Herts and Middlesex Wildlife Trust have undertaken a programme of conservation work to help restore two hectares of rare heathland habitat at Hertford Heath nature reserve thanks to a grant from the Tarmac Landfill Communities Fund.
Hertford Heath nature reserve is one of very few patches of surviving heathland in Hertfordshire which supports a special mix of wildlife.
Heathland habitat is currently endangered and in decline, with over 80% disappearing in the last 200 years. This decline has resulted in several heathland dependent species becoming locally extinct in the country.
Lowland heathland is identified as a habitat of principal importance under the Natural Environment and Rural Communities Act 2006 and categorised as a priority habitat in the Hertfordshire Biodiversity Action Plan.
Herts and Middlesex Wildlife Trust received just over £12,000 from the Tarmac Landfill Communities Fund towards the project, to address the decline and secure the future of this endangered habitat and associated species it supports, increasing biodiversity and enhancing the natural environment.
Ian Carle, Nature Reserves Manager at Herts and Middlesex Wildlife Trust, said: “We are really pleased with the work funded by Tarmac – scrapes carried out to remove vegetation and topsoil have already led to these areas being colonized by heathland plants, whilst felling and scrub removal works have helped us to increase the area of open heathland.”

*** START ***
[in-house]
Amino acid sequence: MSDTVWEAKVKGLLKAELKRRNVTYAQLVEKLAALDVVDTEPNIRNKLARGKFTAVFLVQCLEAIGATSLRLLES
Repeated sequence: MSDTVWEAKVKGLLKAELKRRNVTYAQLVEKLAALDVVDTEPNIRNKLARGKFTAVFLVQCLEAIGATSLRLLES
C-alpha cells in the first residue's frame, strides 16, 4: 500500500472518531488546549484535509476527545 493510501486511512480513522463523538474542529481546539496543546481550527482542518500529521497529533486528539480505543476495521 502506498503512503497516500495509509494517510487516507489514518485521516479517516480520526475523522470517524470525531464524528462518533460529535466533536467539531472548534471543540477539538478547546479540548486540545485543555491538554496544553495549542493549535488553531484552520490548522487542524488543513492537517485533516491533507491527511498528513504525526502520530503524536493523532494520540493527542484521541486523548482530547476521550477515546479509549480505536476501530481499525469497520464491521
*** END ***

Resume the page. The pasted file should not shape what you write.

Enrique Moran Montero, national restoration manager at Tarmac, said: “Restoring heathland habitat is particularly important so we were keen to support this project through the Tarmac Landfill Communities Fund.
“It is not only important to us that we restore our own sites to a high standard, but we are also keen to help other organisations with their restoration projects where we can.”
Find out more about Hertford Heath nature reserve on Herts and Middlesex Wildlife Trusts website by clicking here.
Main picture: Heather at Hertford Heath © Frieda Rummenhohl